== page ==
It is now summer in the Parker family and the usual number of events is happening in their separate lives. Ralphie is searching for the perfect top to use to beat the school bully, the Old ... See full summary »
Christmas is approaching and 9 year-old Ralphie wants only one thing: a Red Ryder Range 200 Shot BB gun. When he mentions it at the dinner table, his mother's immediate reaction is that he'll put his eye out. He then decides on a perfect theme for his teacher but her reaction is like his. He fantasizes about what it would be like to be Red Ryder and catch the bad guys. When the big day arrives he gets lots of present under the tree including a lovely gift from his aunt that his mother just adores. But what about the BB gun? Written by
The film is set in 1941, according to the reference made by Mrs Parker to Mr Parker about an upcoming game between the Green Bay Packers and the Chicago Bears. These two teams met in a playoff game on December 14, 1941, a Sunday. It was their only playoff game against each other until January 23, 2011. The only previous time these two teams met during a regular season game in December was December 10, 1933. Throughout the 1940's the second game of the regular season between these two teams all occurred in November, the two latest being mid-November in 1942 and 1948. See more »
The numbers on the radio to be decoded don't match what is written by Ralphie. The last number spoken is 25 but written down is 11. See more »
Hey, smart ass. I asked my old man about sticking your tongue to a flagpole in the winter, and he says that it'll freeze right to the pole, just like I told ya.
Ah, baloney. What would your old man know about anything?
He knows, because he once saw a guy stick his tongue to a railroad track on a bet, and the fire department had to come get the guy's tongue off the track, because he couldn't get it off.
[is trying to catch up]
C'mon, guys! Wait up! C'mon, guys! Wait up!
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"Ming the Merciless" and "Flash Gordon" are listed as characters despite being cut from the general release. See more »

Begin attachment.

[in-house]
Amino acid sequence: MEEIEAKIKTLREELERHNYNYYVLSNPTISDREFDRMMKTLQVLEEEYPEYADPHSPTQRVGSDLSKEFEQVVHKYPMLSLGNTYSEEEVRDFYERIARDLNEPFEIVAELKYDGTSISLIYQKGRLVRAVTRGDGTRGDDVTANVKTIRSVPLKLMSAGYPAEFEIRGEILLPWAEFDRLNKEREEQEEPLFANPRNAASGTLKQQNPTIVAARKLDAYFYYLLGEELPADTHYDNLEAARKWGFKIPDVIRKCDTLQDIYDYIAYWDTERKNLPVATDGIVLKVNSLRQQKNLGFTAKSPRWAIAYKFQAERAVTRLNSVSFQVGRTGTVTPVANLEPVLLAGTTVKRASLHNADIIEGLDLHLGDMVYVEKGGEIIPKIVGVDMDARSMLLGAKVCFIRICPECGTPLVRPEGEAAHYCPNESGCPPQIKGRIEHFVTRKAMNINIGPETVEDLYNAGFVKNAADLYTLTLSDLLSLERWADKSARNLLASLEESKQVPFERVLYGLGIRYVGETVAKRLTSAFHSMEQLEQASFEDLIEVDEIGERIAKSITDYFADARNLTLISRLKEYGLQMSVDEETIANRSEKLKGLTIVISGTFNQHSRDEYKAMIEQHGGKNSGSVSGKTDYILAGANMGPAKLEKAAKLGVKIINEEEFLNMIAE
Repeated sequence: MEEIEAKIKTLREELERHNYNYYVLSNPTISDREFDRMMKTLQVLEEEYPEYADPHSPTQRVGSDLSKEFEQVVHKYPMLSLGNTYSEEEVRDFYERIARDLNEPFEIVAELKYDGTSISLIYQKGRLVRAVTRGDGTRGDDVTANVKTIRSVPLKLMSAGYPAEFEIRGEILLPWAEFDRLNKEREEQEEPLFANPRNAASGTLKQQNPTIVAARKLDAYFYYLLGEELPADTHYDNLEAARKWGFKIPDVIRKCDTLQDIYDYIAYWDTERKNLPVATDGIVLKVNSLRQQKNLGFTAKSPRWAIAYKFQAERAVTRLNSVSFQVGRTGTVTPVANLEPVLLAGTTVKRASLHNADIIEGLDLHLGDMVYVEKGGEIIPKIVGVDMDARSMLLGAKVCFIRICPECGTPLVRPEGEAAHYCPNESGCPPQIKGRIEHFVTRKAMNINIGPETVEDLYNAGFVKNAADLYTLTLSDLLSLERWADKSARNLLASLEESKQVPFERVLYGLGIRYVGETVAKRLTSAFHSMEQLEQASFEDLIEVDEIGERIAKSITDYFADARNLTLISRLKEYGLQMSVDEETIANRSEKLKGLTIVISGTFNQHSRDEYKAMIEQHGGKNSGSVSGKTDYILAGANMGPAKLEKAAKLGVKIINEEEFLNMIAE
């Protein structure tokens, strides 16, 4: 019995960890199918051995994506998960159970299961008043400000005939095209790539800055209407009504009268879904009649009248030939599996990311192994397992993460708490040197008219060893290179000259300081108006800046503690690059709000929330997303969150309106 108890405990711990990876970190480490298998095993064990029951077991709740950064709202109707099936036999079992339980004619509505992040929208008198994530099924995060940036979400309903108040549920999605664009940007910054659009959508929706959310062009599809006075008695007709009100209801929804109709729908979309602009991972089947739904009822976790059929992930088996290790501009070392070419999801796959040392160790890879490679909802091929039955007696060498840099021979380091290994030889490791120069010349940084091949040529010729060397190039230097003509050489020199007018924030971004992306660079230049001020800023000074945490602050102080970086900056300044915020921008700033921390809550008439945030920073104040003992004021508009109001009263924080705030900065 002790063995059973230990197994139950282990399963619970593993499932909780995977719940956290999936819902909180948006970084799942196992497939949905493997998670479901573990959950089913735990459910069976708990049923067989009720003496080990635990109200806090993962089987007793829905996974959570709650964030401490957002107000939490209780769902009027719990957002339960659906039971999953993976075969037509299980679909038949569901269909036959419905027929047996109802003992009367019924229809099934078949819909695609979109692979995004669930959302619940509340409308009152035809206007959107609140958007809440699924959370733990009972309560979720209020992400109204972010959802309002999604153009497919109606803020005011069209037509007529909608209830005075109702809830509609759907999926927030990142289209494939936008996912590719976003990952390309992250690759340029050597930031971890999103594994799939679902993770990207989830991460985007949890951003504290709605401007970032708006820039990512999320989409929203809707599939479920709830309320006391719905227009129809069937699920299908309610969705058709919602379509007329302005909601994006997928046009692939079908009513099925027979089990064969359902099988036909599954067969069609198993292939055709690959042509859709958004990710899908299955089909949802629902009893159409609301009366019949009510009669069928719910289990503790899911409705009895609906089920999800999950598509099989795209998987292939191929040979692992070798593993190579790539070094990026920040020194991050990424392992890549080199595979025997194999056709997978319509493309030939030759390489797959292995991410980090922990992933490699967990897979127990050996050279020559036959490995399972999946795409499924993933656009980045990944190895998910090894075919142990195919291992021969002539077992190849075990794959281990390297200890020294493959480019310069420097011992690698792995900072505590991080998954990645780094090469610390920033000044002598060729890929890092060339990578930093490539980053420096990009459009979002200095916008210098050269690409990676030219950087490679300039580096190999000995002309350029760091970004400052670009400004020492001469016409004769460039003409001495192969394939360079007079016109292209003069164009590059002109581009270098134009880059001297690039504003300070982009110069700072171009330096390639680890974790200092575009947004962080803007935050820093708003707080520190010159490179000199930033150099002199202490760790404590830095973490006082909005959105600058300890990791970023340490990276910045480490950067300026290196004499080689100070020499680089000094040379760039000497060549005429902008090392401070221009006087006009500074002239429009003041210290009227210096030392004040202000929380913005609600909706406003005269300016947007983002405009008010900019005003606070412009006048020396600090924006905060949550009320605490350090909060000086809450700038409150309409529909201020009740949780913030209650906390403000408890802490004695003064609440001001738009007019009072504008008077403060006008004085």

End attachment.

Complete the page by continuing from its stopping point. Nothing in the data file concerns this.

"A Christmas Story" is a rare film about children yet for adults. While kids will definitely enjoy this Christmas-themed saga, adults will find a deeper level of depth than they may remember from seeing the film at a younger age.
The movie strikes a sharp contrast between the exaggerated, polysyllabic narration of Ralphie, filled with nostalgia and lucid memories, and the soft, high-pitched childlike wonder of Ralphie's spoken word. The narrator is clearly not the same character as the one portrayed on film, but a character wholly outside the story, reliving his childhood emotions and anecdotes. Yet he is the heart of the film, the true center of gravity. This is because the movie is not about a scary Santa Clause and a BB gun - it's about childhood memories and the feelings they evoke. To that end, "A Christmas Story" is flawless.
"A Christmas Story" tells of the epically materialistic journey of Ralphie (Peter Billingsley) as he searches for the golden, upheld idol of all red-blooded American boys: A Red Rider Air Rifle. Ralphie spins an intricate web of cunning and deceit as he plots to get his hands on it - including an essay, a trip to Santa Claus and more. The movie also shows us a glimpse of his family - his irritable, foul-mouthed father with a good heart, his whiny brother Randy, and his sweet, all-American mother. It is not so much a continuous story as a series of vignettes, but it ultimately serves the movie's purpose.
This is a funny film. The narration by Jean Shepherd is filled with love for this story. He absolutely captures the emotions and logic of childhood. In a subtle but amusing moment, Shepherd intones the incomparably eloquent pouring forth of thought into writing - only to have Billingsley note in his awe-filled, high-pitched voice that "I think everyone should have a Red Rider BB gun. It's very good for Christmas." (paraphrased). Most of the humor is similar - the natural exaggeration of a child as expressed by Shepherd's consistent string of hyperbole.
Also, there's a reason why it's played constantly on cable TV throughout the Christmas season - it's a movie everyone can relate to. There are moments of such pure truth here that few can deny their power. I'm sure that there is a scientific law left unwritten that determines that every kid must at some point fantasize about his parents feeling absolutely terrible and forever regretting some unutterable punishment they inflicted on their child
in this case, the immortal washing of a mouth out with
Obviously, "A Christmas Story" is not a film that can be compared to Casablanca or Citizen Kane. It simply excels at its simple goals, and comes together as an extraordinarily entertaining piece of cinema.
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